Do you know which household items are most likely to endanger your pets? If you are faced with a pet poisoning the first thing you need to do is call the Pet Poison Help Line at 855-764-7661. There will be a $65 fee. This service is staffed with credentialed veterinary professionals who will gather information regarding the exposure. Calculations will be run to determine if your pet is safe at home or will need to be seen by a veterinarian. If veterinarian care is needed, they will work together with your veterinarian to develop a treatment plan specific to your pet.

Pet poisoning symptoms are vomiting, diarrhea, hyper-activity, drooling, shock, muscle tremors, seizures, coma, renal failure, chemical burns and depression.

Do not give your pet water because it may cause your pet’s system to digest the poison quicker.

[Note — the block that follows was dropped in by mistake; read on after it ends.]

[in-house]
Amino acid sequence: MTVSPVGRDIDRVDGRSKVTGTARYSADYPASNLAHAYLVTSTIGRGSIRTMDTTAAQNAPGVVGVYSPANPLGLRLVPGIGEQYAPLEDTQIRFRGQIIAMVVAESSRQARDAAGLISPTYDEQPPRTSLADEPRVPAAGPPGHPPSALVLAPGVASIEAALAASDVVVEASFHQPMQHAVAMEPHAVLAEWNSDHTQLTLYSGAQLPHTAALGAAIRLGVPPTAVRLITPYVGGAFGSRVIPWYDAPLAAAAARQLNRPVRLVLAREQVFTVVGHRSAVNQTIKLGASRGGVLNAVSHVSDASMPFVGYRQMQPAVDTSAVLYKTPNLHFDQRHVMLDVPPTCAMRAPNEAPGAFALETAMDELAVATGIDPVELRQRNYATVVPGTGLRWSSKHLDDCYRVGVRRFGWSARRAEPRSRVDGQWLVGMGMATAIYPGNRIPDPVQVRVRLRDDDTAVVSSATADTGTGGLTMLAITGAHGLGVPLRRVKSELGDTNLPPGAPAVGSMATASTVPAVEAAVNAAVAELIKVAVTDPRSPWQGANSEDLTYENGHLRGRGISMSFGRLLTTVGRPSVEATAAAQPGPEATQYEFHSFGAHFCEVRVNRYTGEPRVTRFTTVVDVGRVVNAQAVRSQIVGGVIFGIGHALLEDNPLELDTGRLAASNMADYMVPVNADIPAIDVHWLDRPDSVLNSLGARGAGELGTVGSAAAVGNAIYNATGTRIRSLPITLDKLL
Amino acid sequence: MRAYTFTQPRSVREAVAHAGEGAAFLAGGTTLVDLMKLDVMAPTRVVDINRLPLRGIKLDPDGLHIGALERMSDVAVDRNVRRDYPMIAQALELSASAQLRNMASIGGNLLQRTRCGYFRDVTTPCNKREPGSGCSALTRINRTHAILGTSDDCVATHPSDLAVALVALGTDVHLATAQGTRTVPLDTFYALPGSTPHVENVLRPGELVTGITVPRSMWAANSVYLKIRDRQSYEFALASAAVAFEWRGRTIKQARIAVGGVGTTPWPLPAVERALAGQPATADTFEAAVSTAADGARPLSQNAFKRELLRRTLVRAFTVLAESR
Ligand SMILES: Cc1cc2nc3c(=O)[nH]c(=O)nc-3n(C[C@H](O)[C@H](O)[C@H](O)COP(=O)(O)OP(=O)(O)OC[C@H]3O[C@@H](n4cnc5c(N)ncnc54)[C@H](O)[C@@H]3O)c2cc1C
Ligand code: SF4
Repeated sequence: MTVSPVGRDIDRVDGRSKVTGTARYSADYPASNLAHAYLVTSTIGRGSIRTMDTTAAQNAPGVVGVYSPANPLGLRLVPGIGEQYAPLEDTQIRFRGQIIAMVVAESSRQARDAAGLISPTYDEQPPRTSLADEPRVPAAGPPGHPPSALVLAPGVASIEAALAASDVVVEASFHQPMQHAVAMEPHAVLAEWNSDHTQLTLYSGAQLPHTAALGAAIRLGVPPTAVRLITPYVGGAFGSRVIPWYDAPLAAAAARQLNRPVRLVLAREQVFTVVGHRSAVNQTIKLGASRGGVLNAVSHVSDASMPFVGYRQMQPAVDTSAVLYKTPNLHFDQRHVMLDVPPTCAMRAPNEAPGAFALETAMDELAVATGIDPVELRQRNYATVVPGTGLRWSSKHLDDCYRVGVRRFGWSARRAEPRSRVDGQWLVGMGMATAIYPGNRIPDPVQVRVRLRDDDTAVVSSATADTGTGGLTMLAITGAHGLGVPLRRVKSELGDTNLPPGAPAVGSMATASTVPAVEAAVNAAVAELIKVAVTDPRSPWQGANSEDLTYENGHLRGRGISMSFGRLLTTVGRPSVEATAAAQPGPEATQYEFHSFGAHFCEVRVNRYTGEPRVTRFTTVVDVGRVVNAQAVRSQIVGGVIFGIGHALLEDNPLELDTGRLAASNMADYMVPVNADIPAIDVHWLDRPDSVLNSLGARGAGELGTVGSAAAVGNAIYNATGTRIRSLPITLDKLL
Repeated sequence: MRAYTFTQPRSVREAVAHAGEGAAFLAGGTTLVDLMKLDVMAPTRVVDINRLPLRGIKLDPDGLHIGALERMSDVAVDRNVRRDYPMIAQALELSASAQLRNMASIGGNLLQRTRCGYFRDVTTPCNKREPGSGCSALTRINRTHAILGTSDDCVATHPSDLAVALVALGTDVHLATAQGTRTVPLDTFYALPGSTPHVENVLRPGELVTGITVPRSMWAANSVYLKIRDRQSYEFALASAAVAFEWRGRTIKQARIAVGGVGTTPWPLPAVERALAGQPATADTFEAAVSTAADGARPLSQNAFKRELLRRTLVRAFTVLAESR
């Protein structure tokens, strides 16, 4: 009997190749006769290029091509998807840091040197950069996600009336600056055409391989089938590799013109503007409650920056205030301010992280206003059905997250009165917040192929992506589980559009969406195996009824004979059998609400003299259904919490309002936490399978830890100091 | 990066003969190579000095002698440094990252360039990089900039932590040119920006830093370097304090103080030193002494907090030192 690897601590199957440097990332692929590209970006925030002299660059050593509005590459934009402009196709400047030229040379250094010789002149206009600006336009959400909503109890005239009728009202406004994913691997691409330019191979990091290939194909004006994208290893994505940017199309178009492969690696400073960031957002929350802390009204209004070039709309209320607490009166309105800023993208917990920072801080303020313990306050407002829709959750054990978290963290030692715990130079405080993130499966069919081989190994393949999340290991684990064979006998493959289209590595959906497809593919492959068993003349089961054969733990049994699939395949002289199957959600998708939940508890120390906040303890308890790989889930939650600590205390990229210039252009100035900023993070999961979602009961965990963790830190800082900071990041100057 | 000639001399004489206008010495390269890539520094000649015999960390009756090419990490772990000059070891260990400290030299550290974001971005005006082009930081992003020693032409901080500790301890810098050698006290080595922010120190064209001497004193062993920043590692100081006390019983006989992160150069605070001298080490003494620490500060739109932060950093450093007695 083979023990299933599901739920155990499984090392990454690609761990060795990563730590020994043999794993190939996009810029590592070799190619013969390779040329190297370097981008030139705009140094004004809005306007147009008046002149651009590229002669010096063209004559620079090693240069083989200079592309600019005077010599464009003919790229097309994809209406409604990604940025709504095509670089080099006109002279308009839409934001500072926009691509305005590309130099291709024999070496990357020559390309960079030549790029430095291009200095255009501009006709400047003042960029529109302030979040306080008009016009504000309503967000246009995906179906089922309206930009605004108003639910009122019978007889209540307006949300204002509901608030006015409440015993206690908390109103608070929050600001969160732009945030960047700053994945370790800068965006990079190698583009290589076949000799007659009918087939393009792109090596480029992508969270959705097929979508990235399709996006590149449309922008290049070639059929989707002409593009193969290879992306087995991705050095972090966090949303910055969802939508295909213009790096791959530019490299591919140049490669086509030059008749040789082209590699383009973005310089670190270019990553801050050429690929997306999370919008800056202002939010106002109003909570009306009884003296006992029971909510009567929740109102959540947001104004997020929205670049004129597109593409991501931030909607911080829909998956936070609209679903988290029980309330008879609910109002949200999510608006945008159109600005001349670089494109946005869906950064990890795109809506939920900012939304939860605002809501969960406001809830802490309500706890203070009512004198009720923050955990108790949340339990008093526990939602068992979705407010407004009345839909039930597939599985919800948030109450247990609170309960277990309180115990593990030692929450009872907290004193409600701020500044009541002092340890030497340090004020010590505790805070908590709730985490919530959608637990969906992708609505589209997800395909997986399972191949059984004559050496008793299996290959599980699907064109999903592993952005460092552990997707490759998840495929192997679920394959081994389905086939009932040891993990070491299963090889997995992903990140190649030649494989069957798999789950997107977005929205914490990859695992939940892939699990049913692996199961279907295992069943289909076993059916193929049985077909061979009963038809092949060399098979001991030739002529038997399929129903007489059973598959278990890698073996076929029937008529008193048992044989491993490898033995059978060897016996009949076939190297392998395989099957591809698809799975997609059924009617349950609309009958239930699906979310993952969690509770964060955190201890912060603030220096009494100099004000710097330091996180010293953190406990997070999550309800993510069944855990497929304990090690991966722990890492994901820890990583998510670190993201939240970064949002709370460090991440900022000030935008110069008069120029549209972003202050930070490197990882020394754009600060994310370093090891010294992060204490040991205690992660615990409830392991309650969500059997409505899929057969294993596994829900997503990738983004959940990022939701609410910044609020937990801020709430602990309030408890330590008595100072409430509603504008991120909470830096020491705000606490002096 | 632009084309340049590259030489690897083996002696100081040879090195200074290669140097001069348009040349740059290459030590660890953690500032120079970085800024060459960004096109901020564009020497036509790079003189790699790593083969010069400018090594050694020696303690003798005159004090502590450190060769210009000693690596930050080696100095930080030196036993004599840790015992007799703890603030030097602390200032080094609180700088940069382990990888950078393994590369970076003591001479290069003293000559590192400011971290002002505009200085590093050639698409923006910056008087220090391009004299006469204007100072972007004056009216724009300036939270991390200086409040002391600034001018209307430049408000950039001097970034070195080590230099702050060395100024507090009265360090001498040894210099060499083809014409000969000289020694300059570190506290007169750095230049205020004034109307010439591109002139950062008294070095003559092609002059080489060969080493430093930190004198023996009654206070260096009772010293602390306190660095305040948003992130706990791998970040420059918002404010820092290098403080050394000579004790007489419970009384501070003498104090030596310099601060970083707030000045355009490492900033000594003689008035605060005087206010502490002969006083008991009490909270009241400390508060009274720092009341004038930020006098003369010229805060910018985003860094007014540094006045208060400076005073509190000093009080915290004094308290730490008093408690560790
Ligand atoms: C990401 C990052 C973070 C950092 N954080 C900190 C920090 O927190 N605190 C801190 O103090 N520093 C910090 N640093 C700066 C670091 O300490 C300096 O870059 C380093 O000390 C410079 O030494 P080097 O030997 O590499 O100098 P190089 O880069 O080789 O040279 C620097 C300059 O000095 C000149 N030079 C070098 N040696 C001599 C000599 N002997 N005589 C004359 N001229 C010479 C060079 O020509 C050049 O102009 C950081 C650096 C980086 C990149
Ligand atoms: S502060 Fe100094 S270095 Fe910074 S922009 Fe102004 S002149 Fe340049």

Here is a list of common household pet poisons:
Alcohol, avocados, caffeine, chocolate, garlic, grapes, gum, onions, peach pits, raisins, walnuts, macadamia nuts, acetaminophen (Tylenol), Ibuprofen, naproxen (Advil and Aleve) and prescription drugs.

Over the counter flea and medications can be very toxic if too much is given to a dog or a dog digests it.
Household cleaners, bleach, antifreeze and paint thinner.

Household plants: Lilies, Sago Palm, Azalea/Rhododendron, Oleander, Tulips/Narcissus bulbs, Marijuana, English Ivy, Chrysanthemum, Pothos, Peace Lily, Schefflera, Autumn Crocus, Yew, Kalanchoe, Cyclamen, Amaryllis, and Caster Bean.

Always remember that time is of the essence. If your pet is cared for immediately to induce vomiting it could save your pet’s life. However, if your pet digests something very toxic, vomiting may not be the answer if it will cause more damage to your pet.


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